James Chilton

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Mayflower in Plymouth Harbor by William Halsall (1882)

James Chilton (c. 1556 – 1620). He was a passenger on Mayflower and was the oldest person on the ship.[1][2]

Chilton was probably in Canterbury, England. Chilton is a very old family name in Canterbury.[3]Chilton married and had a total of ten children. Unfortunately many of the children died young. They moved to Sandwich where Moses Fletcher also lived.[4]

The Chiltons did not have the same religous beliefs as the Church of England. They were called Separatists. This religion was not allowed in England. He and his family left England and joined a religious group in Leiden, Holland.[5]

The Chiltons were not welcome by some people in Leiden. This may have been because of their religion. James and his daughter were attacked by several boys who threw rocks at them. When Chilton tried to speak to the crowd, he was struck in the head by a large cobblestone, and was knocked unconscious.[6]

On the Mayflower[change | change source]

Signing the Mayflower Compact 1620, a painting by Jean Leon Gerome Ferris 1899

The Chilton family on the Mayflower consisted of James Chilton, the oldest Mayflower passenger, his wife, and their daughter Mary. Two of their daughters were married and stayed in Leiden. Isabella came over later in another ship.[4][5]

The Mayflower left Plymouth, England on 16 September 1620. There were 102 passengers and 30–40 crew. On 19 November 1620, the Mayflower reached land at Cape Cod hook. They landed on November 21. They wrote the Mayflower Compact, which made rules on how they would live and treat each other.[7][8] The Mayflower was supposed to land in the Colony of Virginia, but the ship was damaged and they were forced to land at Cape Cod now called Provincetown Harbor.</ref>[9]

William Bradford was also a Mayflower passenger and he kept a journal of life in Plymouth Colony. The journal mentions the Chilton family. He states the Chiltons had another daughter who was married and came to Plymouth Colony later in another ship.[10]

Death and Burial[change | change source]

Chilton died on December 18, 1620. His wife died about a month after him during the "first sickness" but his daughters lived a long life.[11] Chilton and his wife are named at the momument at Cole's Hill Burial Ground.[12]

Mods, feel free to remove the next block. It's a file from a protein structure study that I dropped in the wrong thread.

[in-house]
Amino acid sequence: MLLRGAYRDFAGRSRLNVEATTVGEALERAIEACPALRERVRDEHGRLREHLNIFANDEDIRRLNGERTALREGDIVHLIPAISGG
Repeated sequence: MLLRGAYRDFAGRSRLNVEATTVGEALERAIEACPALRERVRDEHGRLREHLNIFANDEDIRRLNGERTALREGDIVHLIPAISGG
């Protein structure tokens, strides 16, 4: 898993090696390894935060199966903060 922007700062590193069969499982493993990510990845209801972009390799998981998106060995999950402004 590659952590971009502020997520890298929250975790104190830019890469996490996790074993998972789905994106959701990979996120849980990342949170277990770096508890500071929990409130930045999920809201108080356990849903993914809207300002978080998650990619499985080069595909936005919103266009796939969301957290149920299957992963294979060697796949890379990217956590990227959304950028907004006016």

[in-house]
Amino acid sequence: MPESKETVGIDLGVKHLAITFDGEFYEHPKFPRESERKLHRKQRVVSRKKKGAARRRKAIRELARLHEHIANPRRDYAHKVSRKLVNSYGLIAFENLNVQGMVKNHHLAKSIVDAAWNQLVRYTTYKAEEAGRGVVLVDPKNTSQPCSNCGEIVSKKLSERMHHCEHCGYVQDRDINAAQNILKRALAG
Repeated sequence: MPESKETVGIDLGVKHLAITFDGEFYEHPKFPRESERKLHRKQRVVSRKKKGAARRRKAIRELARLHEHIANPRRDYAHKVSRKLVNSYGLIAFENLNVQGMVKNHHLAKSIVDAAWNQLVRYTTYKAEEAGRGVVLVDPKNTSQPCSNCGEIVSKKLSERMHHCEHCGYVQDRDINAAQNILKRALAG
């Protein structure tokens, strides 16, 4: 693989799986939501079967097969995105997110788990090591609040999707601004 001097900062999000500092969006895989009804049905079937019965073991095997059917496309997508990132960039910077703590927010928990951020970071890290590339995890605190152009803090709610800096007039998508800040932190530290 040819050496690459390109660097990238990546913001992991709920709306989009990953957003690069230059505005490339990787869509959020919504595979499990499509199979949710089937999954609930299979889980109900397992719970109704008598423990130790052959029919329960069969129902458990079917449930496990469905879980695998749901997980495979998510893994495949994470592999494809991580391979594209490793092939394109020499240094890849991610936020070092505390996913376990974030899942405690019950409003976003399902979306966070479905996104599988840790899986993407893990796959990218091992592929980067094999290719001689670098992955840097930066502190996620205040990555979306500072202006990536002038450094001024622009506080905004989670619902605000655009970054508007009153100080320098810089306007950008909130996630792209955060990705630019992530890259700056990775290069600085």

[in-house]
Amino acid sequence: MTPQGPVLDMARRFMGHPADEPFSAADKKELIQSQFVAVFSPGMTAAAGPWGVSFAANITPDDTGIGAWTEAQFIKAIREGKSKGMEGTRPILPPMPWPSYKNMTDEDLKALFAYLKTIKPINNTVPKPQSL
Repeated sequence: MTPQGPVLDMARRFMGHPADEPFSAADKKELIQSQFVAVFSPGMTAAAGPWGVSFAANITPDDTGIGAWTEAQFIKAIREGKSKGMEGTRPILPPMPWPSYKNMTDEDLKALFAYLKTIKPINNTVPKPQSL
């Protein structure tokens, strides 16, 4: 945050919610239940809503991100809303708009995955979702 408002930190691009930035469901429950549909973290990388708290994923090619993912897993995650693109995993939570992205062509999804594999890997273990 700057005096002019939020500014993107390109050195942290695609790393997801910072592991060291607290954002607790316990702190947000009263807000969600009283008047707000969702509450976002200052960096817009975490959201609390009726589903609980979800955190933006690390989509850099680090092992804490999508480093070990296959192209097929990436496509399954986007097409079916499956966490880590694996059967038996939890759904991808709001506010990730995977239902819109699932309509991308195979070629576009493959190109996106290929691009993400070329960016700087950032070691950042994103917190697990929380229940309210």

References[change | change source]

  1. Caleb H. Johnson, The Mayflower and her passengers (Indiana: Xlibris Corp., 2006), pp. 115-116
  2. Pilgrim Hall Museum [1]
  3. Caleb H. Johnson, The Mayflower and her passengers (Indiana:Xlibris Corp., 2006), p. 115
  4. 4.0 4.1 Eugene Aubrey Stratton, Plymouth Colony: Its History and People, 1620-1691 (Salt Lake City: Ancestry Publishing, 1986), p. 262
  5. 5.0 5.1 Caleb H. Johnson, The Mayflower and her passengers, (Indiana:Xlibris Corp., 2006), p. 116
  6. Jeremy D. Bangs, ed. The Pilgrims in the Netherlands, Recent Research Papers Presented at a Symposium held by The Leiden Pilgrim Documents Center and The Sir Thomas Browne Institute. Leiden Pilgrim Documents Center Leiden, The Netherlands
  7. Eugene Aubrey Stratton, Plymouth Colony: Its History and People, 1620-1691, (Salt Lake City: Ancestry Publishing, 1986), p. 413
  8. George Ernest Bowman, The Mayflower Compact and its signers, (Boston: Massachusetts Society of Mayflower Descendants, 1920). Photocopies of the 1622, 1646 and 1669 versions of the document pp. 7–19.
  9. Eugene Aubrey Stratton, Plymouth Colony: Its History and People, 1620-1691, (Salt Lake City: Ancestry Publishing, 1986), pp. 20, 411-413
  10. Eugene Aubrey Stratton, Plymouth Colony: Its History and People, 1620-1691 (Salt Lake City: Ancestry Publishing, 1986), p. 406
  11. William Bradford, History of Plymouth Plantation by William Bradford, the second Governor of Plymouth (Boston: 1856), p. 10
  12. Nathaniel Philbrick, Mayflower: A story of Courage, Community and War (New York: Viking 2006) p. 81